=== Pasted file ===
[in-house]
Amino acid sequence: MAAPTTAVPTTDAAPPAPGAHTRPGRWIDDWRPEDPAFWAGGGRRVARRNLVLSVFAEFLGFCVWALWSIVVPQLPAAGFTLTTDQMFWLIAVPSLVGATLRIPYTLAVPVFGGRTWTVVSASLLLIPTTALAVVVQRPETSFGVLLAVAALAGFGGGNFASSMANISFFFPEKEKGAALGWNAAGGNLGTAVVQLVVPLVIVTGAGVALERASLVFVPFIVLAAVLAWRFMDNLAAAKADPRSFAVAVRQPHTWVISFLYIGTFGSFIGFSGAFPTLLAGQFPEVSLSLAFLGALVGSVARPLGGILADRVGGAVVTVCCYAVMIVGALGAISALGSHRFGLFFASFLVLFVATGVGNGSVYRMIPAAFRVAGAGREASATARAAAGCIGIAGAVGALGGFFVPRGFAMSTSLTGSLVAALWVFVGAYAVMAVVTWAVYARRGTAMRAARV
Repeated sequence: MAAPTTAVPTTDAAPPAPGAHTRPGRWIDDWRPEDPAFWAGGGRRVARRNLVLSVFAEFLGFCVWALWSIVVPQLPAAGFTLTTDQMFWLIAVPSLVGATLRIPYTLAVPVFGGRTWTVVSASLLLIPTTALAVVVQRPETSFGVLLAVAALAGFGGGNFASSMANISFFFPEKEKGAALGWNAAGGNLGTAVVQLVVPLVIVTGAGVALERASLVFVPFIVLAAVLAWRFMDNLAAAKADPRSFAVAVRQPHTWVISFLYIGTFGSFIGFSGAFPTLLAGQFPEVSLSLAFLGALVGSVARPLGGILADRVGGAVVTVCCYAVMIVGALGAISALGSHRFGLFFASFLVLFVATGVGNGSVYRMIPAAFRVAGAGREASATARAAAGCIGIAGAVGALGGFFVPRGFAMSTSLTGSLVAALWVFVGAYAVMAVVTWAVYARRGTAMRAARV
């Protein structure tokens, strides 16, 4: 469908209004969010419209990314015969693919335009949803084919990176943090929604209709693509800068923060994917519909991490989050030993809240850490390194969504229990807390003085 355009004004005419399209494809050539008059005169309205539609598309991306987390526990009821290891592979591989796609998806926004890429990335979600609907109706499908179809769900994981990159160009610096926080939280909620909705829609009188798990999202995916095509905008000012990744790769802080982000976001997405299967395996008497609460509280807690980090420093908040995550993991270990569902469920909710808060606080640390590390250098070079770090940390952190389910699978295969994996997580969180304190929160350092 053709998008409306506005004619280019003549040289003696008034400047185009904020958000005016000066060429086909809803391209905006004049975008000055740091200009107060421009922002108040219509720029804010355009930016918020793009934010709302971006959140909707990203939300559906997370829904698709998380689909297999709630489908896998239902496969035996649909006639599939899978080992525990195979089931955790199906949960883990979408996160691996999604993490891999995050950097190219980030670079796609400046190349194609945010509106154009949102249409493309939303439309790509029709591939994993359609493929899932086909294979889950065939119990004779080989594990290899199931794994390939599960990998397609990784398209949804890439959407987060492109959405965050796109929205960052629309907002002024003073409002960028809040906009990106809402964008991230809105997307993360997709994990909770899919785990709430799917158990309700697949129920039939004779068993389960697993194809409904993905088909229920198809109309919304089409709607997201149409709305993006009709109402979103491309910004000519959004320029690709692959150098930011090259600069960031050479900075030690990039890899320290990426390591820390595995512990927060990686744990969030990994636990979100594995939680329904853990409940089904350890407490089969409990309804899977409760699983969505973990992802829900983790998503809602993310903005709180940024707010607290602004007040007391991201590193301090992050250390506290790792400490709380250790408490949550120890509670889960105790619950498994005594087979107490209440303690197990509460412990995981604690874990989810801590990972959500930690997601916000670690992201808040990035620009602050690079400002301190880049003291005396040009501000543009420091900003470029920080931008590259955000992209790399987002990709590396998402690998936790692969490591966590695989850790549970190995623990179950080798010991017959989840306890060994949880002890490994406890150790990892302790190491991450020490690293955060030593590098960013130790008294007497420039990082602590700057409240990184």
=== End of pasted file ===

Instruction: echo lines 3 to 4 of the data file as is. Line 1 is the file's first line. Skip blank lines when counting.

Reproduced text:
Repeated sequence: MAAPTTAVPTTDAAPPAPGAHTRPGRWIDDWRPEDPAFWAGGGRRVARRNLVLSVFAEFLGFCVWALWSIVVPQLPAAGFTLTTDQMFWLIAVPSLVGATLRIPYTLAVPVFGGRTWTVVSASLLLIPTTALAVVVQRPETSFGVLLAVAALAGFGGGNFASSMANISFFFPEKEKGAALGWNAAGGNLGTAVVQLVVPLVIVTGAGVALERASLVFVPFIVLAAVLAWRFMDNLAAAKADPRSFAVAVRQPHTWVISFLYIGTFGSFIGFSGAFPTLLAGQFPEVSLSLAFLGALVGSVARPLGGILADRVGGAVVTVCCYAVMIVGALGAISALGSHRFGLFFASFLVLFVATGVGNGSVYRMIPAAFRVAGAGREASATARAAAGCIGIAGAVGALGGFFVPRGFAMSTSLTGSLVAALWVFVGAYAVMAVVTWAVYARRGTAMRAARV
């Protein structure tokens, strides 16, 4: 469908209004969010419209990314015969693919335009949803084919990176943090929604209709693509800068923060994917519909991490989050030993809240850490390194969504229990807390003085 355009004004005419399209494809050539008059005169309205539609598309991306987390526990009821290891592979591989796609998806926004890429990335979600609907109706499908179809769900994981990159160009610096926080939280909620909705829609009188798990999202995916095509905008000012990744790769802080982000976001997405299967395996008497609460509280807690980090420093908040995550993991270990569902469920909710808060606080640390590390250098070079770090940390952190389910699978295969994996997580969180304190929160350092 053709998008409306506005004619280019003549040289003696008034400047185009904020958000005016000066060429086909809803391209905006004049975008000055740091200009107060421009922002108040219509720029804010355009930016918020793009934010709302971006959140909707990203939300559906997370829904698709998380689909297999709630489908896998239902496969035996649909006639599939899978080992525990195979089931955790199906949960883990979408996160691996999604993490891999995050950097190219980030670079796609400046190349194609945010509106154009949102249409493309939303439309790509029709591939994993359609493929899932086909294979889950065939119990004779080989594990290899199931794994390939599960990998397609990784398209949804890439959407987060492109959405965050796109929205960052629309907002002024003073409002960028809040906009990106809402964008991230809105997307993360997709994990909770899919785990709430799917158990309700697949129920039939004779068993389960697993194809409904993905088909229920198809109309919304089409709607997201149409709305993006009709109402979103491309910004000519959004320029690709692959150098930011090259600069960031050479900075030690990039890899320290990426390591820390595995512990927060990686744990969030990994636990979100594995939680329904853990409940089904350890407490089969409990309804899977409760699983969505973990992802829900983790998503809602993310903005709180940024707010607290602004007040007391991201590193301090992050250390506290790792400490709380250790408490949550120890509670889960105790619950498994005594087979107490209440303690197990509460412990995981604690874990989810801590990972959500930690997601916000670690992201808040990035620009602050690079400002301190880049003291005396040009501000543009420091900003470029920080931008590259955000992209790399987002990709590396998402690998936790692969490591966590695989850790549970190995623990179950080798010991017959989840306890060994949880002890490994406890150790990892302790190491991450020490690293955060030593590098960013130790008294007497420039990082602590700057409240990184």